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Research Questions

  1. What are VA's current resources and capabilities?
  2. What are current levels of access to VA care?
  3. What is the quality of VA care?
  4. What are VA's projected resources and capabilities to provide timely and accessible care, and how might different policies enhance VA's resources and capabilities for treating veterans in the future?

The Veterans Access, Choice, and Accountability Act of 2014 addressed the need for access to timely, high-quality health care for veterans. Section 201 of the legislation called for an independent assessment of various aspects of veterans' health care. The RAND Corporation was tasked with an assessment of the Department of Veterans Affairs (VA's) current and projected health care capabilities and resources. An examination of data from a variety of sources, along with a survey of VA medical facility leaders, revealed the breadth and depth of VA resources and capabilities: fiscal resources, workforce and human resources, physical infrastructure, interorganizational relationships, and information resources. The assessment identified barriers to the effective use of these resources and capabilities. Analysis of data on access to VA care and the quality of that care showed that almost all veterans live within 40 miles of a VA health facility, but fewer have access to VA specialty care. Veterans usually receive care within 14 days of their desired appointment date, but wait times vary considerably across VA facilities. VA has long played a national leadership role in measuring the quality of health care. The assessment showed that VA health care quality was as good or better on most measures compared with other health systems, but quality performance lagged at some VA facilities. VA will require more resources and capabilities to meet a projected increase in veterans' demand for VA care over the next five years. Options for increasing capacity include accelerated hiring, full nurse practice authority, and expanded use of telehealth.

Key Findings

VA Faces Challenges in Planning for and Using Its Resources Effectively

  • VA is one of the largest health providers in the world, but its workforce and facility capacity may not be sufficient to provide timely care to veterans across a number of key specialties, as well as primary care.
  • Purchased care offers one solution to these limitations, but VA faces challenges in managing this option.
  • Accelerated hiring and productivity increases, aided by technology, will be necessary if VA is to meet an anticipated increase in demand for care over the next five years.

Some Veterans Face Barriers to Accessing VA Health Care in a Timely Manner

  • The vast majority of veterans live within 40 miles of VA care but actual geographic access varies according to the access standard used and by region and type of service.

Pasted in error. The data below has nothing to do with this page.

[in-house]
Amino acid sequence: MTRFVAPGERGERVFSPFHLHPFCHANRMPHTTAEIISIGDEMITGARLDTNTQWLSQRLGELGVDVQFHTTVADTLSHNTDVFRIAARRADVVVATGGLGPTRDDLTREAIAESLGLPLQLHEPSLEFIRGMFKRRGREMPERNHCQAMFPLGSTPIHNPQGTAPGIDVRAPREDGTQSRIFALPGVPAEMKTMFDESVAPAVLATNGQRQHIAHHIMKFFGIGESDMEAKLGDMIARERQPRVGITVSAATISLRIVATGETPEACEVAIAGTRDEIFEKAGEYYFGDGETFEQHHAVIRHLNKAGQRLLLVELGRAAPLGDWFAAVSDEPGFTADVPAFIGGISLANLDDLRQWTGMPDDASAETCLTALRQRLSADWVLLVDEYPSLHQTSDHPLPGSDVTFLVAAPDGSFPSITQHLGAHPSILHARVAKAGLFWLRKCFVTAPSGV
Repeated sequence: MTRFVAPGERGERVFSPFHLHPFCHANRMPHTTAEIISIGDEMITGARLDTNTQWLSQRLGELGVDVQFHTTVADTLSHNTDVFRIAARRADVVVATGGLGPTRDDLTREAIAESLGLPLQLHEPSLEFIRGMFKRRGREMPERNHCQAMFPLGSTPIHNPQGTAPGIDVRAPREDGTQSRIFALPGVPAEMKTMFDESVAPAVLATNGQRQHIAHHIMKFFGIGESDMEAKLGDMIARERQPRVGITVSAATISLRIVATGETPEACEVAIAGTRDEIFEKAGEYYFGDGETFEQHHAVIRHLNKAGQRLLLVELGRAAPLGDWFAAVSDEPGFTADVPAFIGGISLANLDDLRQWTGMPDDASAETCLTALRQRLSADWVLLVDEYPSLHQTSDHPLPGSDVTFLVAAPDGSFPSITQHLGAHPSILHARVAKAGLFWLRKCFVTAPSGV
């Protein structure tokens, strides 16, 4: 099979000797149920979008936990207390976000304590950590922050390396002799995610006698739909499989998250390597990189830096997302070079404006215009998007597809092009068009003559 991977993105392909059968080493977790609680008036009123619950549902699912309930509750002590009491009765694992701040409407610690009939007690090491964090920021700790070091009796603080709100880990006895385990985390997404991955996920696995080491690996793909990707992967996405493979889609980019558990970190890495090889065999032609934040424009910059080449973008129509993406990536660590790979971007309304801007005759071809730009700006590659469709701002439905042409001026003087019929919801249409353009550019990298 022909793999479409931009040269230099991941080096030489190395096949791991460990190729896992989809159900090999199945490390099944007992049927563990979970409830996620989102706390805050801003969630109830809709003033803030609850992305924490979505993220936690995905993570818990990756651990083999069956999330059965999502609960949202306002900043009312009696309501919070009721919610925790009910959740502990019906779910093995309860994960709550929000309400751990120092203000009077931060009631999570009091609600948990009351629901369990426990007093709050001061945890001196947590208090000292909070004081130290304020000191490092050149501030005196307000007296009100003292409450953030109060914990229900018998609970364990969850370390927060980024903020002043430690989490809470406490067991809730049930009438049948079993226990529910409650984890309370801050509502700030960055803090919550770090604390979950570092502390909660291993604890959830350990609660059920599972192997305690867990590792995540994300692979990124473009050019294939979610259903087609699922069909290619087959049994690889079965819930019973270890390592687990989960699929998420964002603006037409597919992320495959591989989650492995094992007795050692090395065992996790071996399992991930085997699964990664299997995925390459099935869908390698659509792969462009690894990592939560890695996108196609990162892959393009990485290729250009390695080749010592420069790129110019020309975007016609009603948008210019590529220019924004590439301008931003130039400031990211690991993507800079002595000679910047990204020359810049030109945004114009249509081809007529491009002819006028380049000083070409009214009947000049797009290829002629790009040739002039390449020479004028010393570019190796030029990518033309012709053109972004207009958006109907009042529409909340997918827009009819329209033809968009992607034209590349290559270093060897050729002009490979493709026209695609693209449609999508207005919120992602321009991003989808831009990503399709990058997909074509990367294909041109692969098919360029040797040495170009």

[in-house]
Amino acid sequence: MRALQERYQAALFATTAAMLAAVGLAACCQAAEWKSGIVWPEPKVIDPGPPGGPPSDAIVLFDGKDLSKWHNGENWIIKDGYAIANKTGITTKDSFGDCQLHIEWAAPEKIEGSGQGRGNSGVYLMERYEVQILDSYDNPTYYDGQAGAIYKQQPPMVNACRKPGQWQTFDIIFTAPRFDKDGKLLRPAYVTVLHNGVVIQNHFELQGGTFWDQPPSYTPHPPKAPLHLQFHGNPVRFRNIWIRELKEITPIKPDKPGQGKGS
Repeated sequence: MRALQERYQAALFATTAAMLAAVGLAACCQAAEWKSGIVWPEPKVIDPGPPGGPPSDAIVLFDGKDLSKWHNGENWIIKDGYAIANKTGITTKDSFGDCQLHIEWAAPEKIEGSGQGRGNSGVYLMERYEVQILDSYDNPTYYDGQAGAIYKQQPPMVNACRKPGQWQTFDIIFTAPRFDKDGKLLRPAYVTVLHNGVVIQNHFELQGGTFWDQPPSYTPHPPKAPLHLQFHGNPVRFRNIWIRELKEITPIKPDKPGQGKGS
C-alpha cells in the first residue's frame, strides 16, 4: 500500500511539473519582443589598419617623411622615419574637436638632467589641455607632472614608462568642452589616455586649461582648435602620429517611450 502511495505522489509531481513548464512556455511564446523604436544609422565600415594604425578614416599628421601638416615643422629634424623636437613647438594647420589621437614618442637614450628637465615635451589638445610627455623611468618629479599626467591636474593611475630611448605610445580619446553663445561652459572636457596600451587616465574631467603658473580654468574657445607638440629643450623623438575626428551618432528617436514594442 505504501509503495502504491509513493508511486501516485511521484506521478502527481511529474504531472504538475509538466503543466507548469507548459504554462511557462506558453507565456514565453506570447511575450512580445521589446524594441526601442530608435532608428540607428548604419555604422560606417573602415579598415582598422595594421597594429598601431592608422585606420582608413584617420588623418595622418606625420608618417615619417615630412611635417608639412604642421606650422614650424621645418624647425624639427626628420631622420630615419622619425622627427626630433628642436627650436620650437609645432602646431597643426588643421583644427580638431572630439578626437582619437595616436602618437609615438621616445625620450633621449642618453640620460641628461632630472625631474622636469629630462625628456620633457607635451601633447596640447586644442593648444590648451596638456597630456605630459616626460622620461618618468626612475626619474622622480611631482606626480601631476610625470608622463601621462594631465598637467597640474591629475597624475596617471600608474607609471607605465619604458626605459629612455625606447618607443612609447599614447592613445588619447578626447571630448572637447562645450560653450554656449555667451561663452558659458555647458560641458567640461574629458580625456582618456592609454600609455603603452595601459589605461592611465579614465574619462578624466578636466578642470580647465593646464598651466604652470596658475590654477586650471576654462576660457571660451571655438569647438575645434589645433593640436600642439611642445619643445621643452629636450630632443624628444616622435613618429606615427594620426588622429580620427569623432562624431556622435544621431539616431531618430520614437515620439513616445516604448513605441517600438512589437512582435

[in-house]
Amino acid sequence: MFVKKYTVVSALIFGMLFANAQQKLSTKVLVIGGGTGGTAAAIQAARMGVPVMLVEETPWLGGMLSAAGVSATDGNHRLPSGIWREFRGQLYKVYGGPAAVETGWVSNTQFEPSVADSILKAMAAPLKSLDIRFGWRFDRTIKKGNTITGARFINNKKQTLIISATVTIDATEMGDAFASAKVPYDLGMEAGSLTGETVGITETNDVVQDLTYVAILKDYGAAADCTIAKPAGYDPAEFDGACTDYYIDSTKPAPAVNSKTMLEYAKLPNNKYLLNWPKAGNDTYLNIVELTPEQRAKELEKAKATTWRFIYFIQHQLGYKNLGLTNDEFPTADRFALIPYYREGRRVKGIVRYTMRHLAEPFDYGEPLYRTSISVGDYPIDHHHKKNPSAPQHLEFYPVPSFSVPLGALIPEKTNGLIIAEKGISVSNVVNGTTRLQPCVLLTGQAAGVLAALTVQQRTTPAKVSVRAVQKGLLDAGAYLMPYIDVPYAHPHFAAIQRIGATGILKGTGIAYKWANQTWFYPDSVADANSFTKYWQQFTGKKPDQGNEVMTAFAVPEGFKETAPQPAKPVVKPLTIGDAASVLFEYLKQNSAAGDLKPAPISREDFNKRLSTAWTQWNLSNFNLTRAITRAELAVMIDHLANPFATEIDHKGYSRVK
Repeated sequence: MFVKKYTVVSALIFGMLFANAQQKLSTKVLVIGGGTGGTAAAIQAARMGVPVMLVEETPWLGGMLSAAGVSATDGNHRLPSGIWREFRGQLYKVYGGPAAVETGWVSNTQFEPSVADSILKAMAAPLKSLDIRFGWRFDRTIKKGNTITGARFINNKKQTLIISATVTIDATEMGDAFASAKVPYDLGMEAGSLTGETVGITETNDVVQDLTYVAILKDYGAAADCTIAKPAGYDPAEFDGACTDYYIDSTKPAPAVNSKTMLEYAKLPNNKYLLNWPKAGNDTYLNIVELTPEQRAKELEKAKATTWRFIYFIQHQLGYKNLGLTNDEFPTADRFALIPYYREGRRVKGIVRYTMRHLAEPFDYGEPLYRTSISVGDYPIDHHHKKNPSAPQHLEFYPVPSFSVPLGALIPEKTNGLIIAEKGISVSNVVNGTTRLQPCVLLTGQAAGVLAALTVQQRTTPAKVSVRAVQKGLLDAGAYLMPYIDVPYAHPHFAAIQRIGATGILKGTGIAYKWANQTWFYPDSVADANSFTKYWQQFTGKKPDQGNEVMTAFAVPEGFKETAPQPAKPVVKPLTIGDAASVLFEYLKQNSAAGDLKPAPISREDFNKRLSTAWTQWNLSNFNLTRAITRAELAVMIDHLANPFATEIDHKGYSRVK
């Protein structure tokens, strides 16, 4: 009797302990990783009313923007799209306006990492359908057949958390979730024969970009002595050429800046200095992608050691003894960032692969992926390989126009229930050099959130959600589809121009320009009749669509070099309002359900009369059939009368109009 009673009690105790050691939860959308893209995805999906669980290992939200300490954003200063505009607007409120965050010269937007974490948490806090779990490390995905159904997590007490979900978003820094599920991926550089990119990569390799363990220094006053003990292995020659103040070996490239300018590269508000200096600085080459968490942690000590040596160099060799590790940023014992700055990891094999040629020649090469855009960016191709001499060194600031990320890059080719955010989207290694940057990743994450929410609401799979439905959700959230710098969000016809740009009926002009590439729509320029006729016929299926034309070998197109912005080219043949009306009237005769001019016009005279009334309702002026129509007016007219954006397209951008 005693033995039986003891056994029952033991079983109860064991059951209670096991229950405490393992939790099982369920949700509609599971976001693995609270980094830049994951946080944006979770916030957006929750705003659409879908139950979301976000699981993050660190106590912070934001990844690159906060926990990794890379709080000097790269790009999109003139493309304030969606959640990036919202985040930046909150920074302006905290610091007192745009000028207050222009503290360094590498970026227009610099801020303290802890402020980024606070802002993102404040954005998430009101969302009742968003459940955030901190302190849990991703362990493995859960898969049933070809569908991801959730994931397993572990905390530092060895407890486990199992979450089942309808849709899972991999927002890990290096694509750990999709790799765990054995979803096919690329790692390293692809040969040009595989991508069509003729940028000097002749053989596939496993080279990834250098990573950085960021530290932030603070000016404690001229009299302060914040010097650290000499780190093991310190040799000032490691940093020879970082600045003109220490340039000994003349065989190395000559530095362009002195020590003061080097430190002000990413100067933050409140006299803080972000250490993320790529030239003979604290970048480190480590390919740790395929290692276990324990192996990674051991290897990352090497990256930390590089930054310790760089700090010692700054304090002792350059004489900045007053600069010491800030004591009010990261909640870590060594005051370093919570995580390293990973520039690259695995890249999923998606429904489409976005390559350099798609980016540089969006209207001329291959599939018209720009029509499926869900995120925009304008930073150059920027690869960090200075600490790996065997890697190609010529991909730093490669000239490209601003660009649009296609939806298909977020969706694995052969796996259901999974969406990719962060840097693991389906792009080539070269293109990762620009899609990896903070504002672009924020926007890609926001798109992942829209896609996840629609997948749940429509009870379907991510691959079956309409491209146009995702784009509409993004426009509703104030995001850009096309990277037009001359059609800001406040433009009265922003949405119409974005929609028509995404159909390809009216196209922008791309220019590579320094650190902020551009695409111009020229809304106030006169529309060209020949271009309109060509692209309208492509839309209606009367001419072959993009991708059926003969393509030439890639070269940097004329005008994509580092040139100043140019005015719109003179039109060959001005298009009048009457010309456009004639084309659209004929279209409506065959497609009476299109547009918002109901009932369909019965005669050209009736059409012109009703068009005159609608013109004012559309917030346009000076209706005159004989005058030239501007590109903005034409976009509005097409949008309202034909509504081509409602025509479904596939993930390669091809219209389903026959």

• According to VA standards, most veterans do not face long waits for care, but there is considerable variation in timeliness across facilities. VA patients report that they are less likely than private-sector patients to get appointments as soon as needed.
  • VA's timeliness standard is much less demanding than the standards used in the private sector.

The Quality of VA Care Is Good Overall, but Performance Varies Across Facilities

  • VA outpatient care outperformed non-VA outpatient care on almost all quality measures. VA hospitals performed the same or better than non-VA hospitals on most inpatient quality measures, but worse on others.
  • Although most VA facilities maintain high levels of quality, there is variation across facilities, with best practices not universally identified or adopted.


  • VA should take significant steps to improve access to care. It should use a systematic, continuous performance improvement process to reduce variability in access to care and evaluate options for increasing its capacity, including hiring additional providers, granting advanced practice nurses full practice authority, and increasing the use of virtual care.
  • VA should systematically identify opportunities to improve access through the use of purchased care. It should streamline programs for purchasing care and use them strategically to minimize cost.
  • VA should reexamine its standards for timely access to care and consider alternatives. Specifically, it should examine the utility of existing benchmarks, such as same-day availability of appointments, used in other health care systems.
  • VA and Congress should develop and implement more sensitive standards for geographic access to care. Better data collection and analysis would help VA determine where veterans are facing geographic access barriers and where purchased care could fill access gaps.
  • VA should establish itself as a leader and innovator in health care redesign. VA has historically been on the forefront of health care innovations, and being a large, integrated delivery system positions it to continue to do so.

The research described in this report was sponsored by the U.S. Department of Veterans Affairs and conducted by RAND Health, a division of the RAND Corporation.

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